The social media platform has become increasingly susceptible to political pressure, and the plunge came a day after a poor second-quarter earnings report showed slowing growth. Should Wall Street have seen the problems brewing at Facebook? Here’s what it missed.

In other tech news, our columnist considers President Trump’s criticism of the European Union’s $5.1 billion antitrust fine on Google’s parent company. On the merits of the case, Mr. Trump has a point, he writes.

8. It was long rumored that there were three unpublished chapters of Malcolm X’s autobiography somewhere.

Now, at least one of the chapters has surfaced and was sold at a Manhattan auction house today for $7,000 to the New York Public Library.

The unpublished material, or at least some of it, was auctioned off with another artifact scholars have never seen: the manuscript for the published book, covered in annotations from Malcolm X and his collaborator on the book, Alex Haley.

But no one placed the minimum $40,000 bid for the 241-page manuscript, leaving it unclear where it will end up.

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9. “I want to help you solve problems. I want to be an additive to your life.”

When Gwyneth Paltrow started her Goop newsletter in 2008, she says, she only ever wanted to be someone who recommended things. At first, Goop appealed to an audience that admired Ms. Paltrow’s rarefied lifestyle. Ms. Paltrow wanted you to have what she had.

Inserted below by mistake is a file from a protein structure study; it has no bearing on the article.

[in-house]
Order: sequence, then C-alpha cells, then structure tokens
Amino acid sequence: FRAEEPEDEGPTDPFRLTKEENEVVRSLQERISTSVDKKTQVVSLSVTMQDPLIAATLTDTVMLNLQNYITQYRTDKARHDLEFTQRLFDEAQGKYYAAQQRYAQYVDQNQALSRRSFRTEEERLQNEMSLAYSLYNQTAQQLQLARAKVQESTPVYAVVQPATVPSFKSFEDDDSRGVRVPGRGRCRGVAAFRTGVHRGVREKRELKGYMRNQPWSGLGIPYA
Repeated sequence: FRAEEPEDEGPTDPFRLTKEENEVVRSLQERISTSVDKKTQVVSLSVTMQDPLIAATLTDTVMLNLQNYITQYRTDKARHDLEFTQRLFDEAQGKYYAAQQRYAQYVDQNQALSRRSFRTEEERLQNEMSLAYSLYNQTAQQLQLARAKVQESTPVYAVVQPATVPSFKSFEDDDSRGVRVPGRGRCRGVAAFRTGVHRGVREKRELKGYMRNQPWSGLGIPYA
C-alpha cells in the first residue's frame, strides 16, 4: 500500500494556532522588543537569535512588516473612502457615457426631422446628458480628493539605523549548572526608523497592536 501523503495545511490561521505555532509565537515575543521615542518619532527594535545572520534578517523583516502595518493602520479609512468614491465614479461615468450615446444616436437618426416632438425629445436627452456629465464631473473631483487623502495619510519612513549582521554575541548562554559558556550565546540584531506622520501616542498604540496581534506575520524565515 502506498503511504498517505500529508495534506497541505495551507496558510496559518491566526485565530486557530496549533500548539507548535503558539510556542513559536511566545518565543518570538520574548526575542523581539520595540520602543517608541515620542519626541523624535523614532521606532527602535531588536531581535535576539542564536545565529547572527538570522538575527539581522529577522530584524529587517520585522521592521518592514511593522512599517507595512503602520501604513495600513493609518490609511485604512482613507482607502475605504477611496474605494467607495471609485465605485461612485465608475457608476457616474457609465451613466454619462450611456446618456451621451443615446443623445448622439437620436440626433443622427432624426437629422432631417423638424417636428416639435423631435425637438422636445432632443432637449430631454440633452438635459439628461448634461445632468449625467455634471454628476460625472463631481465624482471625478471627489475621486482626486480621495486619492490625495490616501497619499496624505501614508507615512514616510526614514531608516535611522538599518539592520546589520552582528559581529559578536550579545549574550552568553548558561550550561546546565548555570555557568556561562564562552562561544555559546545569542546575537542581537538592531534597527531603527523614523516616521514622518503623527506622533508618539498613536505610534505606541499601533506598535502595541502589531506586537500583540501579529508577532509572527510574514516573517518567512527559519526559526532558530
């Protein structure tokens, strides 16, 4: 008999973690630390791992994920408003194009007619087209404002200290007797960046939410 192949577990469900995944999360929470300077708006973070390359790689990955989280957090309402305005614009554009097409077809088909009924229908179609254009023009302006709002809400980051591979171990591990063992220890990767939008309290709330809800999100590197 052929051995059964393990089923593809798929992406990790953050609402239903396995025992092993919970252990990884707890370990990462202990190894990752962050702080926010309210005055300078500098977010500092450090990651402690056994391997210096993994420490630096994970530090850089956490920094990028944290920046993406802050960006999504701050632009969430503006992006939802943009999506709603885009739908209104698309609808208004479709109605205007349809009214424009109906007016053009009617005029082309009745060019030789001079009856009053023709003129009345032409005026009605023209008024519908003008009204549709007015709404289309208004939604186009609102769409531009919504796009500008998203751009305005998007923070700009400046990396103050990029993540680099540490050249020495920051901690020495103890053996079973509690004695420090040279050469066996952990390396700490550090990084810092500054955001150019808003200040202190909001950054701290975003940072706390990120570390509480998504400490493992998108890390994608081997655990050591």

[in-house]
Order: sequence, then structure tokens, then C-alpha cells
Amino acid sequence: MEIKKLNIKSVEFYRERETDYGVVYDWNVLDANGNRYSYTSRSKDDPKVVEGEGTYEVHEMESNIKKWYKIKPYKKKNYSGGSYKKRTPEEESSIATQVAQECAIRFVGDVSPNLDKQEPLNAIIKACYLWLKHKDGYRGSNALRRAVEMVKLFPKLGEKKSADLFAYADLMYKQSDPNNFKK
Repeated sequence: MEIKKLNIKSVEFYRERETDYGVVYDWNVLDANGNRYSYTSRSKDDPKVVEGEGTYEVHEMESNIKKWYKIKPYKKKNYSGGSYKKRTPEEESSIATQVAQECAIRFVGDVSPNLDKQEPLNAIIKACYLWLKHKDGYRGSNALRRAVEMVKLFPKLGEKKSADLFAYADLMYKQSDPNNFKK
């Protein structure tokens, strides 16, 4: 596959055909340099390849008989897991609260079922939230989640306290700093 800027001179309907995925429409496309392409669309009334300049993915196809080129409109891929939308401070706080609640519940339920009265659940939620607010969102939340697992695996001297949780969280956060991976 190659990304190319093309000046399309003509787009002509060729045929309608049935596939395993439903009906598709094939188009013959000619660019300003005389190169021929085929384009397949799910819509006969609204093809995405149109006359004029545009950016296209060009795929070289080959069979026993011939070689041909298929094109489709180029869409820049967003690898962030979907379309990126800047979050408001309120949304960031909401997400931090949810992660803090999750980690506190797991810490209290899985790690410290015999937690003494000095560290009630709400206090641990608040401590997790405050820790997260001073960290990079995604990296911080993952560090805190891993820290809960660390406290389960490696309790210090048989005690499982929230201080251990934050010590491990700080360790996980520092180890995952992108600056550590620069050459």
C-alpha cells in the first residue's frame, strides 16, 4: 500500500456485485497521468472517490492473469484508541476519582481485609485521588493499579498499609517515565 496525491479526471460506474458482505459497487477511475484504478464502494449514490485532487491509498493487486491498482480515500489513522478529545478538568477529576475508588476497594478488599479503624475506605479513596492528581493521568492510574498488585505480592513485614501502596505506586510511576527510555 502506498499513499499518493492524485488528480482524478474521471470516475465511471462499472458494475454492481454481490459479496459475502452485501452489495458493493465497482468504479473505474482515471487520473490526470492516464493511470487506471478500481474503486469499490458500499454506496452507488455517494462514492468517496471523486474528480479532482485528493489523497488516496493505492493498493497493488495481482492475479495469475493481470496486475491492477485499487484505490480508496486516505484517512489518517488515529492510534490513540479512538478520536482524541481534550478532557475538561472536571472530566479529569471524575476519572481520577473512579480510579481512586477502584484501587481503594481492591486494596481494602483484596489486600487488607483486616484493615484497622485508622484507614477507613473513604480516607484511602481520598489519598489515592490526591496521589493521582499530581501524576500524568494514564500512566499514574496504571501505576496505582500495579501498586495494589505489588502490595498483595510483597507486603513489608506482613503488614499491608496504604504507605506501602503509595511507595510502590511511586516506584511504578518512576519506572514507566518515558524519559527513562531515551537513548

But Goop has since become a $250 million company making clothes and beauty products, and one that many love to hate.

“There was no part of the self that Goop didn’t aim to serve,” our writer details in a profile of Ms. Paltrow for The New York Times Magazine.

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10. Finally, let’s turn our eyes to the sky.

For the past few weeks, Mars has been growing brighter in the night sky. The red planet has slowly approached a state that astronomers call opposition, when it and the sun are on opposite sides of the Earth.

Yesterday we learned there’s a chance of alien life on the planet. Tomorrow, everyone in the world can enjoy Mars as it reaches its closest approach. Here’s how to see it.

Have a starry night.